Internal displacement is a complex phenomenon that cannot be measured with numbers of IDPs alone. IDMC has developed tools to complement its displacement figures with standardised assessments of the conditions in which IDPs live and of affected countries’ capacity to address the issue. These assessments are updated regularly to allow governments and their partners to monitor progress over time.
The number of internally displaced people (IDPs) and the complexity of internal displacement crises across the world have increased substantially in the last decade. The lack of data on the drivers and impacts of conflict and disaster displacement makes it difficult to design effective prevention and response strategies. With this in mind, IDMC developed new measures to supplement its displacement figures with more information on the conditions in which IDPs live and on affected countries’ capacity to address the issue.
The Internal Displacement Index (IDI) combines information on the impacts of displacement, the context in which it happens, and governments’ efforts to address it. It is the first and only tool available today to comprehensively measure progress on internal displacement. The IDI is intended as an entry point into the complexity of internal displacement for non-technical audiences, including policy makers, government representatives and other interested stakeholders. It provides a global overview of the situation using standardised indicators and data sources, and points to specific challenges and good practices from around the world.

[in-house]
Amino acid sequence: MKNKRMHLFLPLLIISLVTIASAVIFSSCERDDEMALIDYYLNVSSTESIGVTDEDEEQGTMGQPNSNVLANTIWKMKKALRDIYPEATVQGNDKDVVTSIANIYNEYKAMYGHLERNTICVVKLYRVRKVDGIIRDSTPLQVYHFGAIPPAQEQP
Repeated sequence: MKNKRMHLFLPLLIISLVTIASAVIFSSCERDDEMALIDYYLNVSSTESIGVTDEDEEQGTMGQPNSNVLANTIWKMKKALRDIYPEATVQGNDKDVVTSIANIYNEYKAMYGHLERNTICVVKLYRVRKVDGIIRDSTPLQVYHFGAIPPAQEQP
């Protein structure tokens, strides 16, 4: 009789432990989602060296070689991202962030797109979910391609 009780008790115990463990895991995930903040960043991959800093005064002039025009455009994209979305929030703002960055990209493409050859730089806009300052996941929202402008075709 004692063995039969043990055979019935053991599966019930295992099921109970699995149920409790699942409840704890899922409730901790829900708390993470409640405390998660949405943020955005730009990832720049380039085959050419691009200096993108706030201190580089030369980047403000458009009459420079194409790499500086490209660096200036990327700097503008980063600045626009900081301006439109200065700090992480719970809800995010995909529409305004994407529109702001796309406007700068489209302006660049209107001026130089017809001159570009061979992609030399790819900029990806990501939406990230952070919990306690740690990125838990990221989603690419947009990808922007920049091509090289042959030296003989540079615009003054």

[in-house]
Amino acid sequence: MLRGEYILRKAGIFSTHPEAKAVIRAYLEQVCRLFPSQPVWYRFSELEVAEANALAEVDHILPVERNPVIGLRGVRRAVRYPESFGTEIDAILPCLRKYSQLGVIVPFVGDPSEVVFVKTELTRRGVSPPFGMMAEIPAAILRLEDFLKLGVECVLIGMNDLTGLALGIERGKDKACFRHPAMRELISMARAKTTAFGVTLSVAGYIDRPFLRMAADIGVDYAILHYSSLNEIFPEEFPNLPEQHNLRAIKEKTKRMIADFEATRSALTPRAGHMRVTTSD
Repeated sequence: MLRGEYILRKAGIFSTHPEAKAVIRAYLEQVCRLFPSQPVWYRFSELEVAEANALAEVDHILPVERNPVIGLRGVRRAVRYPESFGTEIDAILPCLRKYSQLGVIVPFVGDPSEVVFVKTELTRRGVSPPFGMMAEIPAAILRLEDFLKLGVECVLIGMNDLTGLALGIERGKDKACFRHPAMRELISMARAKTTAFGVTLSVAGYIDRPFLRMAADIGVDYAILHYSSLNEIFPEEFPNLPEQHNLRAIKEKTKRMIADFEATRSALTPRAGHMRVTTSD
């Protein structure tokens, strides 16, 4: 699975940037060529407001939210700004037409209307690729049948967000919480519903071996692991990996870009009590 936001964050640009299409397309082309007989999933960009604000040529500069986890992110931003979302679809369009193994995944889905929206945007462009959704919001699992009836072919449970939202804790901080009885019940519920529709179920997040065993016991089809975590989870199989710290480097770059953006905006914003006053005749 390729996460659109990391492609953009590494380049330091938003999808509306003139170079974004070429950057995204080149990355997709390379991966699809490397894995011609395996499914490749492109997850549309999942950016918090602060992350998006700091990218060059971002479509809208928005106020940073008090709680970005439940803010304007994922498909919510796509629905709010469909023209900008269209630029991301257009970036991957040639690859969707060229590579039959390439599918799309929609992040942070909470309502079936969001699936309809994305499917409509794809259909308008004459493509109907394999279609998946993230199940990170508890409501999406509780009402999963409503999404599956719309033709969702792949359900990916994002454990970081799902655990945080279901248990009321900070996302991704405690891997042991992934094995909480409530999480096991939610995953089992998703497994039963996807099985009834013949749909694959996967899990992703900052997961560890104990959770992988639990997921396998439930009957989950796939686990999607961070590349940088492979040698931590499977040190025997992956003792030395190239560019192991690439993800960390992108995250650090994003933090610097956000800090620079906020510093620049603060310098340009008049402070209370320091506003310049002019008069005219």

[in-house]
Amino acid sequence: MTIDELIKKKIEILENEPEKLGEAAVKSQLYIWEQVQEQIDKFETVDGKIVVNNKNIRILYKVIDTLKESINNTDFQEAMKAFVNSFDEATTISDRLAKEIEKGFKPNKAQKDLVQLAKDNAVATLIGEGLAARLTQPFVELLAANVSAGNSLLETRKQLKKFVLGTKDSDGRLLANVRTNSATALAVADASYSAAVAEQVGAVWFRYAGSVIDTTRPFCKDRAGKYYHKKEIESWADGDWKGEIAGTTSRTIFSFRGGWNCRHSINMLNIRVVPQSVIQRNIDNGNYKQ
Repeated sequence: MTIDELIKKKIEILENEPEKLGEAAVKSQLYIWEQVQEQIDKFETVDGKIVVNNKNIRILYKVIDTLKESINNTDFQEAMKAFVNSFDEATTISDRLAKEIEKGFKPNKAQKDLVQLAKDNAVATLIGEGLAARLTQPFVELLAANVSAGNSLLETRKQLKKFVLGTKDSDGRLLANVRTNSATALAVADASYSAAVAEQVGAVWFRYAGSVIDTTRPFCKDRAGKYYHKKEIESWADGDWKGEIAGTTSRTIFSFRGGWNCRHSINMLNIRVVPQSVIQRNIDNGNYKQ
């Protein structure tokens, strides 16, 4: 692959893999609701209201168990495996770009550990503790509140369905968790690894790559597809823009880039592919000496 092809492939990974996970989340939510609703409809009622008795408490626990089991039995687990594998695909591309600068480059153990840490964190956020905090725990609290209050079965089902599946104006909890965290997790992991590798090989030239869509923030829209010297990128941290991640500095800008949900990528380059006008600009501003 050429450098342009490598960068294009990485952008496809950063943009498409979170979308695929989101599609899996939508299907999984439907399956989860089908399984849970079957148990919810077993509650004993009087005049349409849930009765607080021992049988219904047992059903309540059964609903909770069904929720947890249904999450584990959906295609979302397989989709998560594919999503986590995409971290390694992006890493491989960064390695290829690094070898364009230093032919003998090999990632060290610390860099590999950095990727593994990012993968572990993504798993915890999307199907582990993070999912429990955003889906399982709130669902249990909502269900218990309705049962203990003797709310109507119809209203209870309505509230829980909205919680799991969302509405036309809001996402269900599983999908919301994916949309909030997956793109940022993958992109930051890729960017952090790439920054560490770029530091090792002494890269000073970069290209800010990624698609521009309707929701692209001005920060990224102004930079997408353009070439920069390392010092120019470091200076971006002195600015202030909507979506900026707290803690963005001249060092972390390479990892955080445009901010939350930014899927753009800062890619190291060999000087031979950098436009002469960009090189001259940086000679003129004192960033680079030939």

IDMC's first IDI report provided a baseline assessment at the end of 2019. The second report captures the global situation at the end of 2020 and shows that, while moderate progress has been recorded in some areas, significant progress is still to be made. This top-level assessment should be complemented with more in-depth, country-specific analyses, and can be adapted into national progress monitoring tools.
In addition to the IDI, IDMC developed a standard methodology to assess the conditions in which IDPs live across different displacement situations. In some contexts, IDPs are exposed to high levels of violence, malnutrition and disease in overcrowded and unsanitary displacement camps. In other cases, they are provided with free social housing and priority access to services. To call attention to situations of particular concern, highlight key threats to IDPs’ safety and wellbeing, and better measure progress towards finding solutions to internal displacement, a first severity assessment was conducted at the end of 2019, followed by an update at the end of 2020, and then in another at the end of 2022. Annual revisions will follow to support progress monitoring across 50 countries.
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